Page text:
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How to Live a Long, Healthy, and Happy Life; And Avoid Dimentia in Your Old Age

Posted by on September 4, 2017 in Orphan Care | 0 comments

You’d be surprised what the secret is to living a long, healthy, and happy life! It’s something that is available to us all…and if you can implement this into your orphan care strategy, it will change the lives of the children you serve. In this post, Dr. Kenneth Acha shares a scientifically proven key to living long and avoiding dementia in your old age. I recently listened to Robert Waldinger, the director of the Harvard Study of Adult Development present this study. The study, which has been ongoing for more than 75 years is the longest such study ever done. It started with 724 from different backgrounds and tracks them yearly with questionnaires, lab tests, etc. It asks them about their work, their home lives, their health. A goal of this study was to answer the question, “What keeps us healthy and happy as we go through life?” Read...

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Relief, Rehabilitation, and Development

Posted by on August 28, 2017 in Orphan Care | 0 comments

Relief, Rehabilitation, and Development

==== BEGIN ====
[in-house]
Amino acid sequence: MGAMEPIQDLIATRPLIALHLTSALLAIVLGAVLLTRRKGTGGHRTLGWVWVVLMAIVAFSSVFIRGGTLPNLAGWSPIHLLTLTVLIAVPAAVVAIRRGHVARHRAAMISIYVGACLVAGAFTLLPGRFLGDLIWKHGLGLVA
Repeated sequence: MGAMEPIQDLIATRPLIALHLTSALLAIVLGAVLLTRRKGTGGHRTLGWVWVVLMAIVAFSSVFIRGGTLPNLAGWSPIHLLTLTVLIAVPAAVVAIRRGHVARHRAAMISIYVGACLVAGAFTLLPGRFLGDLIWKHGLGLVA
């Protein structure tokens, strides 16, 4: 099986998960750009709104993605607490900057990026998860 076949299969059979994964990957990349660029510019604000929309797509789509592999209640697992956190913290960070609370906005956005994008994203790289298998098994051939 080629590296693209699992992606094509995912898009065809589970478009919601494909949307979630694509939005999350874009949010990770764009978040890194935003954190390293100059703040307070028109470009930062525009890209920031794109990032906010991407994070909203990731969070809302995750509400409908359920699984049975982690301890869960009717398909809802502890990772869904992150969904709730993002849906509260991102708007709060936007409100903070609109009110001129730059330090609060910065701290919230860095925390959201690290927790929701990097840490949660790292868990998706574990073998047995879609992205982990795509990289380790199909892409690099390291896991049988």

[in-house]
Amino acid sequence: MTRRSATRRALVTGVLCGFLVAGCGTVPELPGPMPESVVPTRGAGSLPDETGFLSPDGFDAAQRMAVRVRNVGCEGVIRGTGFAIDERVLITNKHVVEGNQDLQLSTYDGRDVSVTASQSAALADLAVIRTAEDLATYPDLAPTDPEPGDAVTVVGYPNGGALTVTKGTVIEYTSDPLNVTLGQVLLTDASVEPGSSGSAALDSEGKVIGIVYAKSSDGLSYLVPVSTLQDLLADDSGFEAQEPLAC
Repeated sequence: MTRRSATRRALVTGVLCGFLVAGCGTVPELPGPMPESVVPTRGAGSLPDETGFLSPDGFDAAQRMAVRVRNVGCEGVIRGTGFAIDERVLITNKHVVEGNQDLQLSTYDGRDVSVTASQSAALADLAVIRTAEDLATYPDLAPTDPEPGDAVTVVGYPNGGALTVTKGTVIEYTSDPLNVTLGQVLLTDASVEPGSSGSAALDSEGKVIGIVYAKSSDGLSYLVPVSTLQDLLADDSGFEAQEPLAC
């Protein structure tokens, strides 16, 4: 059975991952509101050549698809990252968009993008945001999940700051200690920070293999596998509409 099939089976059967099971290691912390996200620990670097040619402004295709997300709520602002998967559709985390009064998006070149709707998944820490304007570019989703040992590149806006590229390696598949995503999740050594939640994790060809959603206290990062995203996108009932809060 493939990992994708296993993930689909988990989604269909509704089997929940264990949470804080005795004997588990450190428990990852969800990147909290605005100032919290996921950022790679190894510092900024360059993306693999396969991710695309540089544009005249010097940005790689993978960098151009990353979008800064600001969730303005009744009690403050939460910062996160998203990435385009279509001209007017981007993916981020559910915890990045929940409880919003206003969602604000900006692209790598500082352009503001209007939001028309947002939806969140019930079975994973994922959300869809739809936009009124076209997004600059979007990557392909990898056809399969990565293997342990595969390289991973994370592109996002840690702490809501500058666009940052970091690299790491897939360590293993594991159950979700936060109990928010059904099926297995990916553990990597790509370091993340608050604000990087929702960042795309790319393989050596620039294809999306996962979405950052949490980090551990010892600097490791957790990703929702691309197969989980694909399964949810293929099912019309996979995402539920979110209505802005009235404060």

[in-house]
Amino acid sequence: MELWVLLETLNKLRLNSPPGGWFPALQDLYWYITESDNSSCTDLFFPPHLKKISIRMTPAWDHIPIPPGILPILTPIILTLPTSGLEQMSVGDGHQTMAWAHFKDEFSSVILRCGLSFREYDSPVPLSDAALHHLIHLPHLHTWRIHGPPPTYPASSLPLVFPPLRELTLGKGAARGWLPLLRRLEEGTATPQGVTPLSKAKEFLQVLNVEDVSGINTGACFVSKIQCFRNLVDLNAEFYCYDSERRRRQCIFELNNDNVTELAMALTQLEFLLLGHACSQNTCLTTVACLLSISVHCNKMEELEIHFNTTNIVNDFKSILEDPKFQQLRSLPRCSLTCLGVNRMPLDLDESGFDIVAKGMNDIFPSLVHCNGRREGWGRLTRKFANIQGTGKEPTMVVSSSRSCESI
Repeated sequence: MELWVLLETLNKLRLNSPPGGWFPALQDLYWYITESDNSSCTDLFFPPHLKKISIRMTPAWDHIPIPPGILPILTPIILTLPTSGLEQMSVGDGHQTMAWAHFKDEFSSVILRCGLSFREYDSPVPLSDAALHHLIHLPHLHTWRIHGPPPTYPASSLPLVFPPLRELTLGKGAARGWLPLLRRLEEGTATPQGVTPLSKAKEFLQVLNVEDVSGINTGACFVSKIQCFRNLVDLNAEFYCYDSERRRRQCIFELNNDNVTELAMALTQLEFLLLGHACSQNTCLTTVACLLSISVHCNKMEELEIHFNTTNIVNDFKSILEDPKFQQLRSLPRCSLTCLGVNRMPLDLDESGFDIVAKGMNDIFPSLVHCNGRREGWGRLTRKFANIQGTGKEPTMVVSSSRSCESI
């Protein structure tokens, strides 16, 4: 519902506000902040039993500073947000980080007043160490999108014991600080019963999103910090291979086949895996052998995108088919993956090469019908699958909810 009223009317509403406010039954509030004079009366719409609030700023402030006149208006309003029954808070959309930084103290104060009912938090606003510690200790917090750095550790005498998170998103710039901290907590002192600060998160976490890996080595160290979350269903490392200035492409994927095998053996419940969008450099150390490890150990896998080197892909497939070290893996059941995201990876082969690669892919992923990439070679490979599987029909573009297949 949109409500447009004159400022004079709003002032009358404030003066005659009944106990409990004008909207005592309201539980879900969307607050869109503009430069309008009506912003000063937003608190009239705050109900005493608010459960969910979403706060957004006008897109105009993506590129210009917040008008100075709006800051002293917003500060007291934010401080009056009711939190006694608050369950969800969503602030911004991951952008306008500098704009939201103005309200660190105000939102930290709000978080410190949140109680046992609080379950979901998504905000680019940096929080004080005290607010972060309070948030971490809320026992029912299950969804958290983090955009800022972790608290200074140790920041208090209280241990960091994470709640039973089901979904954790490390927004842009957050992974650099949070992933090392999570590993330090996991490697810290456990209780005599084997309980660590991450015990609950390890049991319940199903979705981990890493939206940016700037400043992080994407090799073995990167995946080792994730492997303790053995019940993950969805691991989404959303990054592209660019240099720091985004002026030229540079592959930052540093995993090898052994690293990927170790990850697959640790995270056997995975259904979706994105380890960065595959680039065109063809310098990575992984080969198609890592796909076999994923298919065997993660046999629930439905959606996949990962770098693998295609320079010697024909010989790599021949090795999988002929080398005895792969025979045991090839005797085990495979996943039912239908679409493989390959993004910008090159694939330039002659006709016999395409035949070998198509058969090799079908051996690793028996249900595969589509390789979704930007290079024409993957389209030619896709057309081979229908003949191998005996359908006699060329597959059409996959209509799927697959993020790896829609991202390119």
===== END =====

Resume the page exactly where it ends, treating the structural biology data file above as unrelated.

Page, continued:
Although I was young and inexperienced when I went on my first short-term mission trips, I was full of excitement and compassion for those in need. I wanted to help everyone I saw and I broke my heart to hear their stories and see their desperation. I remember meeting a young woman who had lost her home and was living on the street, begging for food or money. I reached into my purse and gave her some money and then prayed for her. I asked her what else she needed. I remember her looking me straight in the eyes and saying, “I need a home. I need a place to live.” Of course, I couldn’t supply for her. I felt terrible and helpless. What could I do to change her situation? This is a classic example of the difference between relief and rehabilitation. Rehabilitation is, of course, not the final step but a bridge to development. Different situations require different responses: either relief, rehabilitation, or development. 1: Point of Crisis; 2: Point where Rehabilitation begins; 3: Point where Development begins Relief is the temporary provision of emergency aid to reduce immediate suffering from a natural or man-made crisis. For example, when a child is discovered to be severely malnourished and living on the streets, her immediate needs may be a safe place to stay, immediate medical care, and nutritious food to nurse her back to health. Counseling, therapy, schooling, etc. can come later. Rehabilitation begins as soon as the immediate needs are met, and is purposed to restore people to where they were before the crisis occurred. Notice the diagram above: once rehabilitation is complete, the highest point in that line is even with the path the individual was on before the crisis (marked by a lightning bolt) hit. A key difference is that relief is mostly assistance provided to helpless people while rehabilitation works with victims or the community to empower them in participating in their own recovery. For example, that child who was discovered malnourished and abandoned may begin meeting with a counselor and therapist who can help them understand and deal with their trauma. A pastor or mentor can begin loving on them and revealing to them who they are in Christ Jesus. She can be re-enrolled in school so she can begin learning again and growing mentally and socially…back to where she was before she was abandoned and left to starve. The child is not just sitting back receiving things. No, she is an active participant in this process and so is the community. Getting the community involved in key to this sustainable and relational step. This is the bridge between relief and development. Development is the process of ongoing change that moves people closer to being in right relationship with God (spiritual growth), with each other (social growth), with themselves (emotional growth), and with the world around them (material growth). It is a process that people do with each other, not simply for each other. For example, placing the child with a loving, stable, Christian relative (or family) in her community will allow her to continue to develop farther than she was even before tragedy struck. She will continue upward to mature as an individual, have a sense of belonging, learn how to work...